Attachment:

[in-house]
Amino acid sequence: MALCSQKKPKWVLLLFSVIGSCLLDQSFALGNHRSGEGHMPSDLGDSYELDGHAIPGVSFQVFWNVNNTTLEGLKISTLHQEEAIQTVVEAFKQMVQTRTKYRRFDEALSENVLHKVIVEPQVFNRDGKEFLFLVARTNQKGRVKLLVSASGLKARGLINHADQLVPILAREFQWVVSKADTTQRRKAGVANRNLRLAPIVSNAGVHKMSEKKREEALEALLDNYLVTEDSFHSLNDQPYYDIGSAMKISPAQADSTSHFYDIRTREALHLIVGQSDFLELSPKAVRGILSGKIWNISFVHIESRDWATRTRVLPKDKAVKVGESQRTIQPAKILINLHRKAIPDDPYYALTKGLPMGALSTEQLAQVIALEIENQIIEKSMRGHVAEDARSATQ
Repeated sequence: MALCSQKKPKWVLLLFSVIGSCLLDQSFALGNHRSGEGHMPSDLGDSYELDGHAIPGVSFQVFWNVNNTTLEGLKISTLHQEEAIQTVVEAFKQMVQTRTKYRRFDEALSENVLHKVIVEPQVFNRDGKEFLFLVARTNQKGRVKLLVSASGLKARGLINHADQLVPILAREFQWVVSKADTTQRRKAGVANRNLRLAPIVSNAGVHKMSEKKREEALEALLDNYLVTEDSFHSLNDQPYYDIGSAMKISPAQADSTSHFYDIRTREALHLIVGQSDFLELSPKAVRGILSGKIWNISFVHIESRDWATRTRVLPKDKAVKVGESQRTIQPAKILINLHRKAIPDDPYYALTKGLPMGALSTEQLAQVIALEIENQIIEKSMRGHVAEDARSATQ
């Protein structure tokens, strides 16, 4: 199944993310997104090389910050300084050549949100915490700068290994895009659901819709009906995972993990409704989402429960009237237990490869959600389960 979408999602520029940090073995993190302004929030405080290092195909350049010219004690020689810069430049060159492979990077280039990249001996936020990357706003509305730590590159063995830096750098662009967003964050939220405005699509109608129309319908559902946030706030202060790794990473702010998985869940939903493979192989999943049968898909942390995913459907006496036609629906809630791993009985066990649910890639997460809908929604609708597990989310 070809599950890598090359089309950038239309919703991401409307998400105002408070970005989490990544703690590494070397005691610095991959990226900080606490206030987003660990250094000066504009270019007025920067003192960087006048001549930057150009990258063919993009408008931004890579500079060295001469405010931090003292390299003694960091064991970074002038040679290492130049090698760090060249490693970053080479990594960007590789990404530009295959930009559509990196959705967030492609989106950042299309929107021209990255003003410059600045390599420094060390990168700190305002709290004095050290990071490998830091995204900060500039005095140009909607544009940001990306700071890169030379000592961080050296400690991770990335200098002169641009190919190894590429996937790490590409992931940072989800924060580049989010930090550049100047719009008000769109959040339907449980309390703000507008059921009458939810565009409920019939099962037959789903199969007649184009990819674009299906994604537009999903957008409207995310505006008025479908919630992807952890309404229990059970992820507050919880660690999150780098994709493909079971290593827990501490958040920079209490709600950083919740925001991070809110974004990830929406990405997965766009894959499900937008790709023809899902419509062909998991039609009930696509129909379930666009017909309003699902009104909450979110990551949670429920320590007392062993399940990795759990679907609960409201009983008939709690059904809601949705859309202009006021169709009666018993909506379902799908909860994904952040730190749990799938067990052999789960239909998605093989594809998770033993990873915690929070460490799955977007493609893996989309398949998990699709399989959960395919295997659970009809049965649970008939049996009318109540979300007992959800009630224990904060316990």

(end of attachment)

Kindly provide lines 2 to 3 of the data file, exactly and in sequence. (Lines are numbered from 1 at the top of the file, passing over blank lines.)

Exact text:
Amino acid sequence: MALCSQKKPKWVLLLFSVIGSCLLDQSFALGNHRSGEGHMPSDLGDSYELDGHAIPGVSFQVFWNVNNTTLEGLKISTLHQEEAIQTVVEAFKQMVQTRTKYRRFDEALSENVLHKVIVEPQVFNRDGKEFLFLVARTNQKGRVKLLVSASGLKARGLINHADQLVPILAREFQWVVSKADTTQRRKAGVANRNLRLAPIVSNAGVHKMSEKKREEALEALLDNYLVTEDSFHSLNDQPYYDIGSAMKISPAQADSTSHFYDIRTREALHLIVGQSDFLELSPKAVRGILSGKIWNISFVHIESRDWATRTRVLPKDKAVKVGESQRTIQPAKILINLHRKAIPDDPYYALTKGLPMGALSTEQLAQVIALEIENQIIEKSMRGHVAEDARSATQ
Repeated sequence: MALCSQKKPKWVLLLFSVIGSCLLDQSFALGNHRSGEGHMPSDLGDSYELDGHAIPGVSFQVFWNVNNTTLEGLKISTLHQEEAIQTVVEAFKQMVQTRTKYRRFDEALSENVLHKVIVEPQVFNRDGKEFLFLVARTNQKGRVKLLVSASGLKARGLINHADQLVPILAREFQWVVSKADTTQRRKAGVANRNLRLAPIVSNAGVHKMSEKKREEALEALLDNYLVTEDSFHSLNDQPYYDIGSAMKISPAQADSTSHFYDIRTREALHLIVGQSDFLELSPKAVRGILSGKIWNISFVHIESRDWATRTRVLPKDKAVKVGESQRTIQPAKILINLHRKAIPDDPYYALTKGLPMGALSTEQLAQVIALEIENQIIEKSMRGHVAEDARSATQ